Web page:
AN OXFORD campaign group has said new data revealing learning disability deaths have more than doubled during coronavirus confirms they are ‘seen as a low priority’ and this has led to ‘needless deaths’.

The Care Quality Commission (CQC) carried out a targeted analysis after initial findings suggested there had been a large increase in the number of unexpected deaths where people with learning disabilities and autism are cared for.

It found between April 10 and May 15 this year, 386 people with a learning disability died who were receiving care from such services.

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For the same period last year 165 people with a learning disability, some of whom may also be autistic, died – an 134 per cent increase.

Of these 206 were as a result of suspected and/or confirmed Covid-19.

Despite the national increase, Oxfordshire health agencies maintain they have recorded no corresponding rise in the county.

Oxford Mail:

Ben McCay

Ben McCay, chair of trustees at self-advocacy charity My Life My Choice, said: “The national death rates provided by the CQC confirm what we suspected, that people with a learning disability, like older people in care homes, are seen as a low priority by those in power.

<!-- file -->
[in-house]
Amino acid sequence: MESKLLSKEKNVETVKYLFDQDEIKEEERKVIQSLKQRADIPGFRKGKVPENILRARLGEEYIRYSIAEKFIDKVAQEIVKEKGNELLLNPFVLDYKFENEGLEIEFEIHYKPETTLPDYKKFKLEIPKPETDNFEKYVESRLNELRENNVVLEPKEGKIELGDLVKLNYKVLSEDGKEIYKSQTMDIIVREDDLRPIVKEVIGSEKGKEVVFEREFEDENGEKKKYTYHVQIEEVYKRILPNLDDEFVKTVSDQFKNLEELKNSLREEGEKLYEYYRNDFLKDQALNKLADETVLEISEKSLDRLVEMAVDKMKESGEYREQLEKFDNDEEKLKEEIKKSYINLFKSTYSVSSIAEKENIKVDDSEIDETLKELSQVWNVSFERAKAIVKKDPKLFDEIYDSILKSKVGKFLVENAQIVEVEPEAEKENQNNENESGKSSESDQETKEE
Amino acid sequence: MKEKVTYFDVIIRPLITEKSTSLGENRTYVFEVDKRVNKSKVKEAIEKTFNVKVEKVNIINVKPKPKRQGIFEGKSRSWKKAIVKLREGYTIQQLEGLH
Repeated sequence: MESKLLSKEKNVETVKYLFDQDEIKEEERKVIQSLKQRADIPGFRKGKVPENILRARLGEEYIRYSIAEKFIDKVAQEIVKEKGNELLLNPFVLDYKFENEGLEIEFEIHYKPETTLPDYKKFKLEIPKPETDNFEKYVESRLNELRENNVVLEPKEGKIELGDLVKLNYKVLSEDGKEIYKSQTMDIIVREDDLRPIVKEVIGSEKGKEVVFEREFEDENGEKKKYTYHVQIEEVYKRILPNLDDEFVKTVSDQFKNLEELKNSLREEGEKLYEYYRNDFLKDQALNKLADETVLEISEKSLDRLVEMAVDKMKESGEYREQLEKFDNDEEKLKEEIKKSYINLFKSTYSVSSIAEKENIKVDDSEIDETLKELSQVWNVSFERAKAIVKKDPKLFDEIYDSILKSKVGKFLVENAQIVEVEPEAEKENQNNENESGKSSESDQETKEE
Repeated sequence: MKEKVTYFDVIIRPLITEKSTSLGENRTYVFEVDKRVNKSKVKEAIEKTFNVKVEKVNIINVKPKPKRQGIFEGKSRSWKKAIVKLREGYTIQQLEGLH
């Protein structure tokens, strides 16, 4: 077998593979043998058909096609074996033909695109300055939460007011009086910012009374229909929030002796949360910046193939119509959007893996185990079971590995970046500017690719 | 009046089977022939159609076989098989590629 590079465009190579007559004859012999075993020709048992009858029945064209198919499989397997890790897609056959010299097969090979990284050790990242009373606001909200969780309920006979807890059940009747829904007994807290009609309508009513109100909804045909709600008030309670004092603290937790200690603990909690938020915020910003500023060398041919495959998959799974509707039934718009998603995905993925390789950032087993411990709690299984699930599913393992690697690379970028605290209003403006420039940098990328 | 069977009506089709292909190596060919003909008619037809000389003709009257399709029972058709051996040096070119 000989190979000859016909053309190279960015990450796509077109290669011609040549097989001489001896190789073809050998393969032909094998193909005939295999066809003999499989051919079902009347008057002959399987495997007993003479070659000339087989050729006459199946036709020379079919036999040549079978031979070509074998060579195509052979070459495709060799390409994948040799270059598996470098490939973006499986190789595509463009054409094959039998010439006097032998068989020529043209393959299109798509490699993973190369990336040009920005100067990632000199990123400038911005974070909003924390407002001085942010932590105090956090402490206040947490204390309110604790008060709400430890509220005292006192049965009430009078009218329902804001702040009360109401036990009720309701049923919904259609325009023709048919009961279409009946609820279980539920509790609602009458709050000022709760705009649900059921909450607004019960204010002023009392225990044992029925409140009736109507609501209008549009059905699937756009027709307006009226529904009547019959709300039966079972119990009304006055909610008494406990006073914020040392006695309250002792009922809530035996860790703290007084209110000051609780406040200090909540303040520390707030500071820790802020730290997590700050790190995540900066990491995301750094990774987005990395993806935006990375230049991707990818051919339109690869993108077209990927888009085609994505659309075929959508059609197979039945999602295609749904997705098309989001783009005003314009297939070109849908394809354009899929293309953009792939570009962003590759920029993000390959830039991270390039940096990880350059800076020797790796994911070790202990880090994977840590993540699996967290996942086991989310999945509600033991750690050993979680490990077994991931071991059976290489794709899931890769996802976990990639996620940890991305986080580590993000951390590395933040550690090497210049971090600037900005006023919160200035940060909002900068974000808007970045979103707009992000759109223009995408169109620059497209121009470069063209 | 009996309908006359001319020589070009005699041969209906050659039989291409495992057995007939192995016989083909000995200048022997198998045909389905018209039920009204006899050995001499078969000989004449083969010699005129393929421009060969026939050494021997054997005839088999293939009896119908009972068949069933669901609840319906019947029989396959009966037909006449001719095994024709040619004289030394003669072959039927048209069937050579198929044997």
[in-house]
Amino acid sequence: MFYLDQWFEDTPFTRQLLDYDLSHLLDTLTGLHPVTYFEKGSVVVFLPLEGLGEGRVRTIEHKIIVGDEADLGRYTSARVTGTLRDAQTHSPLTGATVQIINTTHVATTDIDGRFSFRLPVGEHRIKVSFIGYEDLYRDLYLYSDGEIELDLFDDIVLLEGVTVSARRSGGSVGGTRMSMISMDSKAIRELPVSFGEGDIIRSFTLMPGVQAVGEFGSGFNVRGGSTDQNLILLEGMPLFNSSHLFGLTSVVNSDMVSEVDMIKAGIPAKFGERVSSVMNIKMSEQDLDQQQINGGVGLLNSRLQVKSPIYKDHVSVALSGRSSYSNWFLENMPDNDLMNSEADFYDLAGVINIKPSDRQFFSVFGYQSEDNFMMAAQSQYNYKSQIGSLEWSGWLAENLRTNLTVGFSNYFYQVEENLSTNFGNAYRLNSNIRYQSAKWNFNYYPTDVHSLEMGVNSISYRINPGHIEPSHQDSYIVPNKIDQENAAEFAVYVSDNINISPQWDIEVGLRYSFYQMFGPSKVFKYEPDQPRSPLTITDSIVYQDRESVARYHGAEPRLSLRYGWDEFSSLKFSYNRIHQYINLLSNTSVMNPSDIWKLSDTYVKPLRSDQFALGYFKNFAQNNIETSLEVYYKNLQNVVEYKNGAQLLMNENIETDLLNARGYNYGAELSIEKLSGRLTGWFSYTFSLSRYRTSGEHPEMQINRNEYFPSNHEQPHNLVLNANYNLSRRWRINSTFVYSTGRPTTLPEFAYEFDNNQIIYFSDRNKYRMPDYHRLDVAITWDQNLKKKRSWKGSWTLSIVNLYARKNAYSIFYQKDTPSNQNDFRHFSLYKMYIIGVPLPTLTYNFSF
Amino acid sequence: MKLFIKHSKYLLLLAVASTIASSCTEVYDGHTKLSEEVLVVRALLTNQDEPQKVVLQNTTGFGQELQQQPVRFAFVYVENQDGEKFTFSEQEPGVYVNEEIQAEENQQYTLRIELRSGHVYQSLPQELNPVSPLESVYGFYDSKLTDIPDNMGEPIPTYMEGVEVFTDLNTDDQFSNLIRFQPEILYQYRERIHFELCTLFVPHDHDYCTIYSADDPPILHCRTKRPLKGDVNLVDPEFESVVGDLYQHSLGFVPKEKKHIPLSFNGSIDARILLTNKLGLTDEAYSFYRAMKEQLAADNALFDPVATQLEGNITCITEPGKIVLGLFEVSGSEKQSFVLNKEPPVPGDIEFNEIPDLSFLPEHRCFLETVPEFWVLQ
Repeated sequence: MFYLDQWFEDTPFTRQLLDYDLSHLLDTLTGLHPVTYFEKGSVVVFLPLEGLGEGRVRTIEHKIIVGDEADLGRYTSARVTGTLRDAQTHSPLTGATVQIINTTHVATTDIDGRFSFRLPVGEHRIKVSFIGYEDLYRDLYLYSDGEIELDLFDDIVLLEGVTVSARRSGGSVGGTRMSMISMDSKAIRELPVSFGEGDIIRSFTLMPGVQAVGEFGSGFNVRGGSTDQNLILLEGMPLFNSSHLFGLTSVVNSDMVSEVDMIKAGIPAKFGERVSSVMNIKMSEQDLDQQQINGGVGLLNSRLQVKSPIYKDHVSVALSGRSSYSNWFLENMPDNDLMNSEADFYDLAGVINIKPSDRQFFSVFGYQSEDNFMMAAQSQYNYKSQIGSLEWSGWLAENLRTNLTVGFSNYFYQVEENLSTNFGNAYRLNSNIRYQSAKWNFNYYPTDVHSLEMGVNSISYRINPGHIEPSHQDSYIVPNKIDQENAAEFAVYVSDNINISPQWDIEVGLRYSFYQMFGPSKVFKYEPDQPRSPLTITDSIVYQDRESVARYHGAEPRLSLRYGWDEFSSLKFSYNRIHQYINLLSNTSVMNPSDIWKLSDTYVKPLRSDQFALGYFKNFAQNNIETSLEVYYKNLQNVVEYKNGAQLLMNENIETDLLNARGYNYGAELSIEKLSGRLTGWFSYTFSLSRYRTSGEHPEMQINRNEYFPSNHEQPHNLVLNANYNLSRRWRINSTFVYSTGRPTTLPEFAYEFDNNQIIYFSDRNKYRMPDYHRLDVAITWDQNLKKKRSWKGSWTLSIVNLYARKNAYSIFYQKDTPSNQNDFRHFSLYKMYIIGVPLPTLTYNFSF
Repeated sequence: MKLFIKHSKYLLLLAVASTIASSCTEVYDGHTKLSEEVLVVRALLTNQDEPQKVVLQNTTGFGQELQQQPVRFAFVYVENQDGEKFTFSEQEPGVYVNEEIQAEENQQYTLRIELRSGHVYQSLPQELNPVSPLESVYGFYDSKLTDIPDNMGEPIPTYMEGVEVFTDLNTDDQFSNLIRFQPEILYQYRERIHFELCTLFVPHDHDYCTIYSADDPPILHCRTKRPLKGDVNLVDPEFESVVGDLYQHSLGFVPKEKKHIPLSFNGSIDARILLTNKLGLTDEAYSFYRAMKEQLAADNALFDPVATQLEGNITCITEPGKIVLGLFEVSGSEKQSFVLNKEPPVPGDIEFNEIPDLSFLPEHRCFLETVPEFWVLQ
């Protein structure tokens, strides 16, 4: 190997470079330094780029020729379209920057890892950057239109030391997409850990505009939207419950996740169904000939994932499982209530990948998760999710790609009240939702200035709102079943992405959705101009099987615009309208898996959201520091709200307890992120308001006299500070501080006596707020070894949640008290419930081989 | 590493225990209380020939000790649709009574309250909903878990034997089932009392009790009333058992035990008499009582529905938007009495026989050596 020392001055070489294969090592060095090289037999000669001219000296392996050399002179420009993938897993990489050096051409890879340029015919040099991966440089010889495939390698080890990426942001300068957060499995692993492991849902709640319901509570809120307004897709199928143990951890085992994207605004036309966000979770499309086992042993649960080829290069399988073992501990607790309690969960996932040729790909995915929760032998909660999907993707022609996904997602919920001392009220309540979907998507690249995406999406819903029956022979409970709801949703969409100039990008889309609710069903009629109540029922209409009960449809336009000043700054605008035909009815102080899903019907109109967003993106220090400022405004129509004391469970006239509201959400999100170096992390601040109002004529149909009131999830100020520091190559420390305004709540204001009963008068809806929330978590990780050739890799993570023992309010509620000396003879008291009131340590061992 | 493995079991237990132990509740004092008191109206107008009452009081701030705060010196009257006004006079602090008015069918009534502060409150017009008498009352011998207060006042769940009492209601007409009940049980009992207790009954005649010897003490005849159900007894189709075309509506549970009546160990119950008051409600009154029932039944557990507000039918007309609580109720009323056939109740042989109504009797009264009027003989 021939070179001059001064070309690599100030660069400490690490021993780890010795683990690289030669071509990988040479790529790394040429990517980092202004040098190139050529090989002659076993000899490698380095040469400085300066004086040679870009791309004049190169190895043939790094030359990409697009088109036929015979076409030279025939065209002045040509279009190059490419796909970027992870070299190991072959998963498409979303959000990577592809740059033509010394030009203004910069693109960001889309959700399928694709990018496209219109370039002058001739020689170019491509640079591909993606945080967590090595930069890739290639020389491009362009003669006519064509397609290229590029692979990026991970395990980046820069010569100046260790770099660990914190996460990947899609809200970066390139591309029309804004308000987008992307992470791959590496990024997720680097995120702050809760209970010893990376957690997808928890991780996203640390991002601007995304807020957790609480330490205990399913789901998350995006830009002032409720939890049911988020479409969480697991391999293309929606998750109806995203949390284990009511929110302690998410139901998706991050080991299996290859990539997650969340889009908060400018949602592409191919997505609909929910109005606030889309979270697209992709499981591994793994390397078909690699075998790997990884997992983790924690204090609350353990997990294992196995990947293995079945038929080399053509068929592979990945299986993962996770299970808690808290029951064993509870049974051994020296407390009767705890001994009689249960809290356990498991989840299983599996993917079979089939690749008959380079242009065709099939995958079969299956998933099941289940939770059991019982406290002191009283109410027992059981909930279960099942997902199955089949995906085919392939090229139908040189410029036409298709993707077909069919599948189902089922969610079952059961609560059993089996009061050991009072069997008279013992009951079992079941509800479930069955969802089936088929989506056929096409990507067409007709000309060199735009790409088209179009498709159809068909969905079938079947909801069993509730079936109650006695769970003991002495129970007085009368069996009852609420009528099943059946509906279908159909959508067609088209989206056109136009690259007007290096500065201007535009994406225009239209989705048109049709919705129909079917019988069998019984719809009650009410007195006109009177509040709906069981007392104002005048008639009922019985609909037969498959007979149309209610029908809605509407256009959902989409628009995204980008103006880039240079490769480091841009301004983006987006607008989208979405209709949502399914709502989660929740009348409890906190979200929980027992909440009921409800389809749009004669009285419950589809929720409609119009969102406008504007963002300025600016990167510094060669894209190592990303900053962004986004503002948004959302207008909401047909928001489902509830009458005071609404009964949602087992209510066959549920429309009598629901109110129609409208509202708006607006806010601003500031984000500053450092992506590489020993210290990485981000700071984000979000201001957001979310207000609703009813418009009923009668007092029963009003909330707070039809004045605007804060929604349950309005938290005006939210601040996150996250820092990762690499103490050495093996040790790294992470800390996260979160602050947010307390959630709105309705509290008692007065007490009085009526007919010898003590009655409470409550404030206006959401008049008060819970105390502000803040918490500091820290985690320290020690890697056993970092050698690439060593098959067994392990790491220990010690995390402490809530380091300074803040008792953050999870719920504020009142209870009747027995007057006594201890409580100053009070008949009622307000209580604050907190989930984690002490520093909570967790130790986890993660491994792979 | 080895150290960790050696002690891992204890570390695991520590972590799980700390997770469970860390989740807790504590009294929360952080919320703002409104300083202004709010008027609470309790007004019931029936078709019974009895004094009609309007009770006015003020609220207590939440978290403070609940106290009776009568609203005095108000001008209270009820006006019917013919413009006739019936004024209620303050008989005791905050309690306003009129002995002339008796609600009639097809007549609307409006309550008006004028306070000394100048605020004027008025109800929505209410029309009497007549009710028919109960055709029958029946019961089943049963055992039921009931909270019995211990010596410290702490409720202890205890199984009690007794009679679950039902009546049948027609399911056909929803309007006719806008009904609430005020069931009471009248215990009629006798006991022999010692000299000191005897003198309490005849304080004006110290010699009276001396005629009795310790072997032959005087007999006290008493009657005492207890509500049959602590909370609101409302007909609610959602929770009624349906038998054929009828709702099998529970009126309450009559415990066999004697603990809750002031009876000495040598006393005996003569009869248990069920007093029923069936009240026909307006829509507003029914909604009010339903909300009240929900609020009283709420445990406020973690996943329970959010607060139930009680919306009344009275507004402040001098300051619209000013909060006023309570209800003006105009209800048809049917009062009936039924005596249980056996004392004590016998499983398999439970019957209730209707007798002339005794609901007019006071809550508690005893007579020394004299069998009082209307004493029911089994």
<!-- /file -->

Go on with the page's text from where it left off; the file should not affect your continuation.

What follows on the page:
"Lack of PPE, lack of testing, the removal of Covid-19 infected people from hospitals to care homes, and the early decisions by the central government to abandon track and trace have almost certainly led to the needless deaths of people with a learning disability."

He added: "Thankfully, in Oxfordshire at least, things seem to be different with no discernible increase in deaths over and above those recorded for the same period in 2019.”

Oxfordshire Safeguarding Adults Board, made up of local health organisations, said last month it had seen no increase in notifications of deaths of people with learning disabilities in the county in the first four months of 2020.

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It confirmed this was still the case when contacted about the new CQC figures.

Kate Terroni, Chief Inspector of Adult Social Care at the CQC said: “While we know this data has its limitations what it does show is a significant increase in deaths of people with a learning disability as a result of Covid-19.

"We already know that people with a learning disability are at an increased risk of respiratory illnesses, meaning that access to testing could be key to reducing infection and saving lives.

“These figures also show that the impact on this group of people is being felt at a younger age range than in the wider population – something that should be considered in decisions on testing of people of working age with a learning disability.”

A Department of Health and Social Care spokesperson said: “We are working to improve our understanding of how different groups may be affected by the virus, including those with learning disabilities or autism, to ensure we can provide the best support and protect those most at risk.”